Dear Mr. Morris: What, please, is the origin of Tonto's phrase "Kemo Sabay"? Thank you -- Eoin Bairéad, Dublin, Ireland

I must say that I really like everything about your question -- its brevity, the revelation that people in Ireland sit around watching The Lone Ranger, everything. Hi ho, as they say, Silver! But before we cut to the chase on the question of "kemosabe" (which is the usual spelling), allow me a short digression. While discussing your question with a friend of mine, I suddenly had a blinding revelation. My insight was that the Lone Ranger's faithful Indian companion Tonto, as played by Jay Silverheels in the TV series, was (ready for this?) the behavioral model for Mr. Spock on the original Star Trek series. Think about it -- am I right or am I right? Wow. I should teach courses in Television Theory.

Meanwhile, back at your question, there's been a bit of debate over the years as to what, if anything, "kemosabe" means, not to mention what language it is in the first place. According to the New York Public Library Book of Answers (Prentice Hall, 1990), what Tonto meant by "kemosabe" was "faithful friend." I don't know exactly where the NYPL got their information, but it always struck me that it was Tonto himself, not the Lone Ranger, who was the "faithful friend," having to save the Ranger's bacon nearly every week. Maybe if the Lone Ranger hadn't been wearing that silly mask he wouldn't have gotten himself into so many jams, eh? Seems to me that Tonto's job description usually boiled down to "untying knots."

The NYPL also notes that "kemosabe" is an actual word in two Native American languages. In Apache, it means "white shirt." Who knows -- maybe Tonto also had to do the Ranger's laundry and was actually constantly reminding him to avoid grass stains. In Navajo, on the other hand, "kemosabe" translates as "soggy shrub." If this seems an odd thing for faithful friend Tonto to call the Lone Ranger, perhaps he was just repaying the Ranger's long-standing insult. "Tonto," after all, is a Spanish word meaning "stupid."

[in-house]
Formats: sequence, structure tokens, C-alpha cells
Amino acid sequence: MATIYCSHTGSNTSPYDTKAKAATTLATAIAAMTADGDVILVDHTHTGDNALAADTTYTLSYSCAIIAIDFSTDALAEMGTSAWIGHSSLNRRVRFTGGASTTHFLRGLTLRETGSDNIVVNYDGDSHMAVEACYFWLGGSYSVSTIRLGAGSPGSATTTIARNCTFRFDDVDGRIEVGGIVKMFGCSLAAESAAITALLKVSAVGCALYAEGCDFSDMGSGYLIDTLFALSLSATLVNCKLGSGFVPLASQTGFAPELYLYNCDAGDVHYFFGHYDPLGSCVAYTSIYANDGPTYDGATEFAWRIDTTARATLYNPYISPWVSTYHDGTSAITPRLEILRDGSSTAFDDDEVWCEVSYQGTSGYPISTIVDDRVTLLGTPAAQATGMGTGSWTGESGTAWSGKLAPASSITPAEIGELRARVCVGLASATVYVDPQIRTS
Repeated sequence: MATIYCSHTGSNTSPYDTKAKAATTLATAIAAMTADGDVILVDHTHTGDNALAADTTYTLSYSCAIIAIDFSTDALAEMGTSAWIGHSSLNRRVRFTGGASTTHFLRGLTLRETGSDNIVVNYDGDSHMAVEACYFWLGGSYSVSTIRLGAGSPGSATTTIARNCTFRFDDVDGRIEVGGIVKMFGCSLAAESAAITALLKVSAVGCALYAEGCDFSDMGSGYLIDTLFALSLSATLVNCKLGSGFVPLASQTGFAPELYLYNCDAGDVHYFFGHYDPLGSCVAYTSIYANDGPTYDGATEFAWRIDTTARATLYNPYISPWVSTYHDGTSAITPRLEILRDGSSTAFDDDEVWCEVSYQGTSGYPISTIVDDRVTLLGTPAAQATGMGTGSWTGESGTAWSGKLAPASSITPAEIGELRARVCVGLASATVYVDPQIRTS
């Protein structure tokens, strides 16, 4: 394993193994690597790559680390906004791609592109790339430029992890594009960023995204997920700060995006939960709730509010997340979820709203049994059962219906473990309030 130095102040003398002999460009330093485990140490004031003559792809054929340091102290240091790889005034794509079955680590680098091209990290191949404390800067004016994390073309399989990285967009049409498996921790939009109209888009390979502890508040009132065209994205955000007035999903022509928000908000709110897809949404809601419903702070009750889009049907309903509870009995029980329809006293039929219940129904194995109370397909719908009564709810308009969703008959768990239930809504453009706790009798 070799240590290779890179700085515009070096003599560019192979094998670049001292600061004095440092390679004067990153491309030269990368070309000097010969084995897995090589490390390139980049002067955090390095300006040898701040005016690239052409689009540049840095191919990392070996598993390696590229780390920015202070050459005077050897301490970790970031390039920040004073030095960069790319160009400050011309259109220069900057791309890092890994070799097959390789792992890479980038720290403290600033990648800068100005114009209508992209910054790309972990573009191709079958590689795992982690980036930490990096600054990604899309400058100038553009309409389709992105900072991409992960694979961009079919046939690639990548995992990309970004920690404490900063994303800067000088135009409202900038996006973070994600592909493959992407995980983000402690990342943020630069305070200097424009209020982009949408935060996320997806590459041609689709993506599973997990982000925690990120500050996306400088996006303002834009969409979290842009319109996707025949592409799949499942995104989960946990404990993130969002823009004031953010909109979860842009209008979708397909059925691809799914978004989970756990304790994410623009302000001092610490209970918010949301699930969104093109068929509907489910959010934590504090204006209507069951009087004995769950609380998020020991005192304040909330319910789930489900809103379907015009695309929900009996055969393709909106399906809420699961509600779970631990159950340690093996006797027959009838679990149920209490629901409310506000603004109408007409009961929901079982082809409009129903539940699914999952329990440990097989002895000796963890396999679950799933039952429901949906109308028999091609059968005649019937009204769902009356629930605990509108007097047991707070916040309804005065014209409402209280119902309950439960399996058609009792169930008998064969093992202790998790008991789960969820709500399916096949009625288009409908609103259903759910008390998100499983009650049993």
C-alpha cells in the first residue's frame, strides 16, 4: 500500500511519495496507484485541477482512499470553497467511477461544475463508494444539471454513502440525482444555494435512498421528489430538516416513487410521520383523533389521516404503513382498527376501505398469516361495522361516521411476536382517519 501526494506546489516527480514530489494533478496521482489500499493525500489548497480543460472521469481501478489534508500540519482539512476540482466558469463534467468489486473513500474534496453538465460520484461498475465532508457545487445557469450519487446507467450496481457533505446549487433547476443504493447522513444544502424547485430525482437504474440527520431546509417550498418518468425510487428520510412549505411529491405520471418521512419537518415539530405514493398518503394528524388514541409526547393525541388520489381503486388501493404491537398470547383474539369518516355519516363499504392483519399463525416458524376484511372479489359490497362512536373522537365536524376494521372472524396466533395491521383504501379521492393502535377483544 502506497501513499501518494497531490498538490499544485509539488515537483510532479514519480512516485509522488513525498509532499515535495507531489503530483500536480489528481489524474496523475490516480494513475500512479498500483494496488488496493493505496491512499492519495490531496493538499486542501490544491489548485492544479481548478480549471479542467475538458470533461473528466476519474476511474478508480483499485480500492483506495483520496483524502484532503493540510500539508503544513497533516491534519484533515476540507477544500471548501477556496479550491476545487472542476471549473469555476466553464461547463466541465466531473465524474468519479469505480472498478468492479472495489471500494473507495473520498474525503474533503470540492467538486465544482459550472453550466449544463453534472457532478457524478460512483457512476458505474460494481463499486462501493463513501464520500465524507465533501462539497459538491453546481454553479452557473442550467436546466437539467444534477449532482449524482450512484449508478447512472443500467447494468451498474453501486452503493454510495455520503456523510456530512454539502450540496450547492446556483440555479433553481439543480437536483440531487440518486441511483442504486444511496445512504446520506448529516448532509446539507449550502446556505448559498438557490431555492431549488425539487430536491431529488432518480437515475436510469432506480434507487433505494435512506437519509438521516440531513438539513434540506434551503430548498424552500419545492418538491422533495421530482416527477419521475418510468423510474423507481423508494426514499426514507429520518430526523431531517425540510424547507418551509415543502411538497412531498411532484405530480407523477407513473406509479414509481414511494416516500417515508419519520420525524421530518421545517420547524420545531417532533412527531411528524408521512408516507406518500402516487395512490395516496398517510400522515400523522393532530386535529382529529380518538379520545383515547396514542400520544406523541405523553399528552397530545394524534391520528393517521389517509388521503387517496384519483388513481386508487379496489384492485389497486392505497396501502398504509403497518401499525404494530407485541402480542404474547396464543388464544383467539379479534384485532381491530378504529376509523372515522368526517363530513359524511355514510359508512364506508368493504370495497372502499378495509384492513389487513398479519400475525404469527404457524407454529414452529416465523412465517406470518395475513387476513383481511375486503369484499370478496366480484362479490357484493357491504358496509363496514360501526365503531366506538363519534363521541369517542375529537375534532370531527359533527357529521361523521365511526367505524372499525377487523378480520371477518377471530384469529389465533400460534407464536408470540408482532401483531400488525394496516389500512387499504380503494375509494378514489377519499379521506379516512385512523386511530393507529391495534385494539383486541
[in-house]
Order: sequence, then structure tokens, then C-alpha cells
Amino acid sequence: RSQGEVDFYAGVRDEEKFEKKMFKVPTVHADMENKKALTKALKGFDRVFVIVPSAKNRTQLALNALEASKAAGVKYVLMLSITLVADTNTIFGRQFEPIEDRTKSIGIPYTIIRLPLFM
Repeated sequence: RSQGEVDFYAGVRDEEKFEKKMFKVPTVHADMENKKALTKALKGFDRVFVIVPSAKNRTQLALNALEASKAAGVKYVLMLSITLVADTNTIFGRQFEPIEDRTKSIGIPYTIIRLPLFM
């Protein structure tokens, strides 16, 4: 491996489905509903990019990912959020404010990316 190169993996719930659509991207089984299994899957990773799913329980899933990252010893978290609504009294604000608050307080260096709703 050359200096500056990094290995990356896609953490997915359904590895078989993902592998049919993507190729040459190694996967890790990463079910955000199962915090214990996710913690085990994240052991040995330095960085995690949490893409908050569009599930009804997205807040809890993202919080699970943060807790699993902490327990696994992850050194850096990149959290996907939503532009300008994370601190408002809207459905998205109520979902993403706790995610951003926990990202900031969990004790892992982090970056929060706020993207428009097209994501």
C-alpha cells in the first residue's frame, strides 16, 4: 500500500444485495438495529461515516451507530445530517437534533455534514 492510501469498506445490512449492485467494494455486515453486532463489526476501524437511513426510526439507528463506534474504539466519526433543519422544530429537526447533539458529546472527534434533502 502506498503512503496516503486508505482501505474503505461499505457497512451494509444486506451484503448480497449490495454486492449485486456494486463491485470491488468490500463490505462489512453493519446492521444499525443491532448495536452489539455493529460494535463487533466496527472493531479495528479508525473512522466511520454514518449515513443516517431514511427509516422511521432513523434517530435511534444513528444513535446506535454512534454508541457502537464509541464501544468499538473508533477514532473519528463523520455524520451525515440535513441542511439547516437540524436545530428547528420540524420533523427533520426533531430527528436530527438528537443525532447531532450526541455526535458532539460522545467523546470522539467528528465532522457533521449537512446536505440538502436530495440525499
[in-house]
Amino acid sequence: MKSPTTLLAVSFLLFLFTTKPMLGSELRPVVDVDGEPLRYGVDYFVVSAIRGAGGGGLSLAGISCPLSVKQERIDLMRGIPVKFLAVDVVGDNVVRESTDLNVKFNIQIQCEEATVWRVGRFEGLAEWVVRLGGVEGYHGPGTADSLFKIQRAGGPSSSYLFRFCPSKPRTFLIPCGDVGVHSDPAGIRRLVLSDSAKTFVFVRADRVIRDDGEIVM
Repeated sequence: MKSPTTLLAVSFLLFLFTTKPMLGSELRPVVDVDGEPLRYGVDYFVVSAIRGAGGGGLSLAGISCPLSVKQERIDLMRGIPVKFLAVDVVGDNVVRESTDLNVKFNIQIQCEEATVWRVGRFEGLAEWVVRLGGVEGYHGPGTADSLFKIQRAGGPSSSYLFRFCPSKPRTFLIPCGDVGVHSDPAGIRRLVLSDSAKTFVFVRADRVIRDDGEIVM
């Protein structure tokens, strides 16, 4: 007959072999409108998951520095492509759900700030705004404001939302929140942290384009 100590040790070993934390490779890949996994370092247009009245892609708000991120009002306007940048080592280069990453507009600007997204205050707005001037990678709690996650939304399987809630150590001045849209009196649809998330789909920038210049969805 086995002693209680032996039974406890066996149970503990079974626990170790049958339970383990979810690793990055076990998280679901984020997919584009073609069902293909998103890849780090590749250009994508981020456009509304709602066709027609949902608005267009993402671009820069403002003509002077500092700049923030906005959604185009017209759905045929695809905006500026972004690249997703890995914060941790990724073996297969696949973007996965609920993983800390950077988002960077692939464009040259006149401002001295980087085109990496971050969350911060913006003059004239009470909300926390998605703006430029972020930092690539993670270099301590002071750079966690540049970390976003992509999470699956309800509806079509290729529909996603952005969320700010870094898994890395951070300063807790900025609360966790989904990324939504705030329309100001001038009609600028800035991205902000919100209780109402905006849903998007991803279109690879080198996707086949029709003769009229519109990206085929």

It didn't cost anything. I charged it.

Dear Evan: I just found out this week that several people have a different concept of the meaning of the word "spendthrift." After shopping with a friend, I came home and mentioned to my husband that the girl was a spendthrift. He took it to mean thrifty in her spending whereas I meant it to mean a big spender (spending her thrift, so to speak). The dictionary proved me to be right, but I began asking people what the word meant to them and found several people had to stop and think about it, or had the incorrect meaning as did my husband. Have you found this word to be a problem? Try asking people and see if you get similar results. -- Ginger Kinion, via the Internet.

Well, I did try the experiment you suggested, and I must say that the results were indeed surprising. Keep in mind, however, that I live in New York City, Paranoia Capitol of the World, so that fact may have colored the responses of my experimental subjects. In any case, my query to passersby, "What does the word 'spendthrift' mean to you?" garnered four replies of "Am I on TV?" and six of "Get away from me," as well as one offer of a free boxing lesson right there on the corner of 82nd Street and Broadway. The only definite conclusion I was able to draw from my little experiment was that it might be a good idea to move to Iowa.